They run the website (www.biogas-info.co.uk) providing reliable and well-informed biogas information. The website has been around for just over 5 years, having been set up by them when they won a UK government contract to build, and maintain it.

The purpose of the site was then (as we presume it continues to be), provided to help publicize the potential for biogas plants to be developed in the UK, and to assist with the renaissance of the UK Anaerobic Digestion industry.

“fully updated their website in 2015”

2. They have just recently relaunched their AD website (in 2015), having updated the subject matter, and reduced the content to its core subjects in biogas information, to improve the experience for users.

For example, the very useful list of Anaerobic Digestion Plant suppliers is very useful biogas information. It covers UK and EU suppliers and contractors, is the most comprehensive list available anywhere.

“company listings database”

However, if you added your company previously do check your listing at http://www.biogas-info.co.uk/resources/suppliers/ .

We noticed that although dead links to defunct AD supplier and biogas information websites have been removed in this website update, other details such as phone numbers, and company addresses, can still be out of date.

3. There is no longer any public funding for them to provide biogas information.

The site has not been funded by the government for a while, so it is good news that NNFCC will continue to maintain it. Albeit that in 2015 that was in a somewhat less comprehensive form than previously, when it was government-funded.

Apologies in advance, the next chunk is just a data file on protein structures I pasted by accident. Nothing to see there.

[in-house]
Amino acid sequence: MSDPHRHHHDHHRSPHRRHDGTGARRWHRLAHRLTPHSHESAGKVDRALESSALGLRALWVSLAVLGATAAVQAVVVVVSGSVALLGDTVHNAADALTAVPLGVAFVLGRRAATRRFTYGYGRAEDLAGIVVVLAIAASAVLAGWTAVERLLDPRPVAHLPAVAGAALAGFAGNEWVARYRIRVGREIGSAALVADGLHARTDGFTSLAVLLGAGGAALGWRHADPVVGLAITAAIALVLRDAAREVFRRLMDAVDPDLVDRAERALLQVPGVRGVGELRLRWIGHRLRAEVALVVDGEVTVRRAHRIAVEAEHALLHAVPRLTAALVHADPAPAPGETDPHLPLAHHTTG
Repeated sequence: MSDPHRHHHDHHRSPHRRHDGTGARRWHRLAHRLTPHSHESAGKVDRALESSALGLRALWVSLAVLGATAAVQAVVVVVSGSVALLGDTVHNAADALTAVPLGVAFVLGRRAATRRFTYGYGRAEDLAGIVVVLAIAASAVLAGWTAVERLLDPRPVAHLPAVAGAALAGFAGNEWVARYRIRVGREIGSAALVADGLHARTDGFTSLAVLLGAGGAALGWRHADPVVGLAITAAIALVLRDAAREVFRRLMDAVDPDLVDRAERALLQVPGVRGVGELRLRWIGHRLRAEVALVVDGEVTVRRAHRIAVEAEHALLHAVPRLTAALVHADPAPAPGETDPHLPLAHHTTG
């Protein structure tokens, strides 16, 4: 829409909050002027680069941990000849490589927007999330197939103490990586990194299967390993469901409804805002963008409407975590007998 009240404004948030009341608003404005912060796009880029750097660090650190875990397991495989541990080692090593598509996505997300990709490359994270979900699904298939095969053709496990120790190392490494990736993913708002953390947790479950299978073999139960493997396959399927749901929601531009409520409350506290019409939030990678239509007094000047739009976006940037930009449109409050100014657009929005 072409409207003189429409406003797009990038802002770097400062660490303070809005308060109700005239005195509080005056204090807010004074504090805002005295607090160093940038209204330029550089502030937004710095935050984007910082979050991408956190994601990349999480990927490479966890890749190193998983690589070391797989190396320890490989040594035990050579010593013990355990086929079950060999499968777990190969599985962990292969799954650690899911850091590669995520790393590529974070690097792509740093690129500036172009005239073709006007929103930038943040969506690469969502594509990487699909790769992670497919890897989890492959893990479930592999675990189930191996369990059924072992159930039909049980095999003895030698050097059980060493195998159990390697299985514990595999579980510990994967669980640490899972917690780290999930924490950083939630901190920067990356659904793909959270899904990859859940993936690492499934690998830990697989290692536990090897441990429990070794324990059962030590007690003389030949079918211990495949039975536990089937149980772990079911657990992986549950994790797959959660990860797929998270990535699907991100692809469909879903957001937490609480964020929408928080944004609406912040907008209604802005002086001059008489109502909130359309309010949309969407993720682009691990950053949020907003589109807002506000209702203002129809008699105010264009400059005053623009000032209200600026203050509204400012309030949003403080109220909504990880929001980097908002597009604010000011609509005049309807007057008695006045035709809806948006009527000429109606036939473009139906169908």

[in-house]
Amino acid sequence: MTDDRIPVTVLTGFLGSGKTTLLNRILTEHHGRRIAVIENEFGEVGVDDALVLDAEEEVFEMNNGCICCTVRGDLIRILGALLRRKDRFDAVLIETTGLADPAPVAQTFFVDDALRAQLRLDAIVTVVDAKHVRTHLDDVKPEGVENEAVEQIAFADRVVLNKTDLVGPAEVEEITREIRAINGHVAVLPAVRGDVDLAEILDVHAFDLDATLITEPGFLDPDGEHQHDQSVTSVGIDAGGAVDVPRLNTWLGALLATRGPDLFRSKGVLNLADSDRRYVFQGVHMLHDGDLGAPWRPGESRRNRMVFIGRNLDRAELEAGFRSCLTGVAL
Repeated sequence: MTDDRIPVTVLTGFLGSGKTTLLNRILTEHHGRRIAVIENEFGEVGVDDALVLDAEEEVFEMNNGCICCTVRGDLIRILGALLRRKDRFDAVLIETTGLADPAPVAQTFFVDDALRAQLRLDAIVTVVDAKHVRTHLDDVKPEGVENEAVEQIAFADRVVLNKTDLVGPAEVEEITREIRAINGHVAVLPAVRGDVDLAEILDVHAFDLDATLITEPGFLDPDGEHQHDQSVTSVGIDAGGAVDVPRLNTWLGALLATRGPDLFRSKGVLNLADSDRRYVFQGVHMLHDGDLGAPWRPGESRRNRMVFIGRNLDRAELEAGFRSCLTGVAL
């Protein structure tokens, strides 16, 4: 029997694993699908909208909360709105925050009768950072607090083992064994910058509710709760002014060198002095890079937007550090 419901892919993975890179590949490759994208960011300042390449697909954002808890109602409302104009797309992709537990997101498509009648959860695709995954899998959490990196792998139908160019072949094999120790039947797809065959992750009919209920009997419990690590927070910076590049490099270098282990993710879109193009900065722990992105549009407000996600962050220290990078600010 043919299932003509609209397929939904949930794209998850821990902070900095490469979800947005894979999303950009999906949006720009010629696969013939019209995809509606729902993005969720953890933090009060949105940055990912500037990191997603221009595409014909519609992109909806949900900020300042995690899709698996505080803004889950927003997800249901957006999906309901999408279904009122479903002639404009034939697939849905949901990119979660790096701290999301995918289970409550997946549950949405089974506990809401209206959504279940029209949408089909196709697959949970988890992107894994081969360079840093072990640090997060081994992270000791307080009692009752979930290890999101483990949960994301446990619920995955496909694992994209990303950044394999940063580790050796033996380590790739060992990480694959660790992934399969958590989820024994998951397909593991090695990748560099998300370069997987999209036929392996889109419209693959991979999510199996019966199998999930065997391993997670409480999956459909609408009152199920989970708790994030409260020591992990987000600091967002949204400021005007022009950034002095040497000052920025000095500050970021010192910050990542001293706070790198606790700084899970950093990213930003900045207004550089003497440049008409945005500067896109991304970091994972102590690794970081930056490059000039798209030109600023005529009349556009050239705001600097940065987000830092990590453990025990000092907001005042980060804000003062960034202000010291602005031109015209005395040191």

4. The www.biogas-info.co.uk suppliers list is a useful resource for many people.

Suppliers can still add their company details to the list of Anaerobic Digestion Suppliers for free.

We think that it is a useful resource, but don't forget that we have our own list in Spreadsheet format which can be seen here. We also provide US and Canadian versions here. (Contact Us with any additions or changes for your company.)

bio-economy consultant”

5. The NNFCC provides this biogas information portal because it is what they call a bio-economy consultant. It is self-styled as, “the UK's leading bio-economy consultancy”, and we have no doubt that this description is well-founded.

They describe their staff team as having:

“… a broad blend of skills and industrial backgrounds covering agriculture, biology, environmental science, energy engineering, chemistry, and material and polymer science. This diversity gives us a unique perspective on the development of the bioeconomy, the interaction between energy, fuel and material markets and the importance of environmental and social impacts.

Their consultancy services include:

“Biogas information, Market analysis, Sustainability compliance and reporting, Policy and regulatory guidance and advice, Business planning and opportunity appraisal, Anaerobic Digestion Plant Feedstock assessment and sourcing, Technology and Economic Appraisal”


“AD Deployment in the UK” Report Provides Additional Biogas Information